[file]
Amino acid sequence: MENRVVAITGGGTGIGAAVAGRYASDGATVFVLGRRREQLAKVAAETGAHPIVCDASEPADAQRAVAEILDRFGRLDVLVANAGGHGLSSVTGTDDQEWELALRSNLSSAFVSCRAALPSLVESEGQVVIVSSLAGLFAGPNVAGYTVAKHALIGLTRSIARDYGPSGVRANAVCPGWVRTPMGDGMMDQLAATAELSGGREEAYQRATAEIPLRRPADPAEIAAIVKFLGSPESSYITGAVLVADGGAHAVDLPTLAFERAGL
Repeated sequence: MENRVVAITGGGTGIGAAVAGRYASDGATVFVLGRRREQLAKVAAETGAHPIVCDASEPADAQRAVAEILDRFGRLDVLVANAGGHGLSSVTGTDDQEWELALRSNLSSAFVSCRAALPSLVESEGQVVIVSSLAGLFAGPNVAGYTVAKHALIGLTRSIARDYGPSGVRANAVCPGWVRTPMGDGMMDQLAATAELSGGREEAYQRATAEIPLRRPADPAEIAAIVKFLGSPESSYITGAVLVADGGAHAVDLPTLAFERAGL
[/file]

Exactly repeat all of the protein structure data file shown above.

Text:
Amino acid sequence: MENRVVAITGGGTGIGAAVAGRYASDGATVFVLGRRREQLAKVAAETGAHPIVCDASEPADAQRAVAEILDRFGRLDVLVANAGGHGLSSVTGTDDQEWELALRSNLSSAFVSCRAALPSLVESEGQVVIVSSLAGLFAGPNVAGYTVAKHALIGLTRSIARDYGPSGVRANAVCPGWVRTPMGDGMMDQLAATAELSGGREEAYQRATAEIPLRRPADPAEIAAIVKFLGSPESSYITGAVLVADGGAHAVDLPTLAFERAGL
Repeated sequence: MENRVVAITGGGTGIGAAVAGRYASDGATVFVLGRRREQLAKVAAETGAHPIVCDASEPADAQRAVAEILDRFGRLDVLVANAGGHGLSSVTGTDDQEWELALRSNLSSAFVSCRAALPSLVESEGQVVIVSSLAGLFAGPNVAGYTVAKHALIGLTRSIARDYGPSGVRANAVCPGWVRTPMGDGMMDQLAATAELSGGREEAYQRATAEIPLRRPADPAEIAAIVKFLGSPESSYITGAVLVADGGAHAVDLPTLAFERAGL